• A palliative care medicines service
  • Point of care test and treat for common ailments
  • A hepatitis C service (until 2021)
  • New Medicines Service expansion
  • Hypertension and atrial fibrillation (AF) case finding implementation.

MURs to be phased out

  • In 2019/20 contractors can deliver a total of 250 MURs. In 2020/21 this will reduce to 100, with the service being decommissioned at the end of that year
  • Contractors can provide an additional 50 MURs during the second half of 2019/20 if they have already provided 200 MURs in the first half
  • All contractors can provide 250 MURs in total throughout 2019/20, but no more than 200 in the first half of the year.

Community Pharmacist Consultation Service (CPCS) – NHS 111 and GP referrals

  • The CPCS brings together the NHS Urgent Medicines Supply Advance Service (NUMSAS) and the local pilots of the Digital Minor Illness Referral Service (DMIRS)
  • CPCS will take referrals from NHS 111 and will expand over the five years to include referrals from GP practices, NHS 111 online, urgent treatment centres and possibly A&E
  • Contractors who are ready to to provide the service from 1 December 2019 can claim a £900 transitional payment. Those who are ready by 15 January 2020 can claim £600
  • There is a £14 fee per completed consultation.

Medicines reconciliation service

  • Will be introduced in 2020/21 to ensure that changes in medicines made in secondary care are implemented appropriately when the patient is discharged back into the community.

Other activities

  • Stop smoking support referrals from secondary care 
  • All pharmacies to be Healthy Living Pharmacies by April 2020.

Future services

  • Extension of the reach of the six annually mandated public health campaigns, using digital resources
  • Routine monitoring of patients, for example those taking oral contraception, supplied under an electronic repeat dispensing arrangement 
  • Activity to complement forthcoming PCN service specifications, for example on early cancer diagnosis and tackling health inequalities.


The loss of MURs has been widely trailed. They never evolved from 2015, and anecdotally they are of variable quality, which is almost the same point. With clinical pharmacists in general practice and PCNs going to be delivering structured medication reviews, they were surplus to requirements. At least the funding is being recycled into different services, but the lesson from the MUR experience is that delivery, quality and patient outcome are important. It may be that pharmacy needs to look again at the New Medicines Service, which has a very clear evidence base, to ensure that any additional therapeutic areas added in are joining a service that is subject to a continuous improvement cycle.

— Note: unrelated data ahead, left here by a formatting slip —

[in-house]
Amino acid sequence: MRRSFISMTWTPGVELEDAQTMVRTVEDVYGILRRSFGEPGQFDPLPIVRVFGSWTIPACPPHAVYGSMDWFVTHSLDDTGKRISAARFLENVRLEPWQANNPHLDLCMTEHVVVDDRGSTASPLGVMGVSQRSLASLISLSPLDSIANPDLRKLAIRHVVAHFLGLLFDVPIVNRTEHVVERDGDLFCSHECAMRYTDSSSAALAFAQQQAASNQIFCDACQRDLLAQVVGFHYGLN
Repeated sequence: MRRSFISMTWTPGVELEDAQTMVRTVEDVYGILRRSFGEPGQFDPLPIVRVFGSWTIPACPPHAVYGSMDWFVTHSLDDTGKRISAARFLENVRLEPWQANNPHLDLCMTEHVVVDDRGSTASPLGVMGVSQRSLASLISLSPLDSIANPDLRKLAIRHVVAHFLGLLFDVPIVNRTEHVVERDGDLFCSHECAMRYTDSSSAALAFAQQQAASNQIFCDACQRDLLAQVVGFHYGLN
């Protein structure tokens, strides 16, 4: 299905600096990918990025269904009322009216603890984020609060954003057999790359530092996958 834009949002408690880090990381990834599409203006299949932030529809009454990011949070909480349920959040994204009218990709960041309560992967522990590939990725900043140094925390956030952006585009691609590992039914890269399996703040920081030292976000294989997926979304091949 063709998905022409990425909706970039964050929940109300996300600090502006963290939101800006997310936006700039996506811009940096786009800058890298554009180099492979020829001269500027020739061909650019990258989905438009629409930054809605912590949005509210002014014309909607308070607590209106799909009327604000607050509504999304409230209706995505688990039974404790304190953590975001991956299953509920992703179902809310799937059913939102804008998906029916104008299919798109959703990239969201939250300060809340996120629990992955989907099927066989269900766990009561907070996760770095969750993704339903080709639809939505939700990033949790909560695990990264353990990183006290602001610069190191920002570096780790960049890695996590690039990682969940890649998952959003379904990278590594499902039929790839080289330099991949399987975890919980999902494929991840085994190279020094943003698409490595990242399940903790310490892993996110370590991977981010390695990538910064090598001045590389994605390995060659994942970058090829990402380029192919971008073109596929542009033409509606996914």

PSNC has agreed to have discussions with DHSC and NHSE&I on how best to commission IT in community pharmacy and to explore ways to make dispensing more efficient, to free up pharmacist and pharmacy team time and capacity.

Topics to be covered include: 

  • Legislative changes to allow all pharmacies to use hub and spoke dispensing 
  • Use of original pack dispensing
  • Legislative changes to facilitate better use of the skill mix in pharmacies
  • Funding models 
  • Support for contactors wishing to consolidate their businesses
  • Removal of redundant administrative requirements (e.g. by simplifying endorsing). 


There’s a lot of work in here but there are probably some potential upsides in an otherwise flat funding package that will be eaten away by inflation and the inevitable cost pressures that will accrue over five years in most service businesses. There’s some long-standing irritants, like part pack dispensing, that might finally achieve some resolution – OPD was due to be implemented as long ago as 1992 – but there’s lots of detailed work needed. Five years might not be enough.


First thoughts from P3pharmacy's editors 

Representative comment from NPA, CCA, RPS, McKesson UK, Phoenix UK

Front line opinion from Dorset contract Mike Hewitson

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Pharmacy In Practice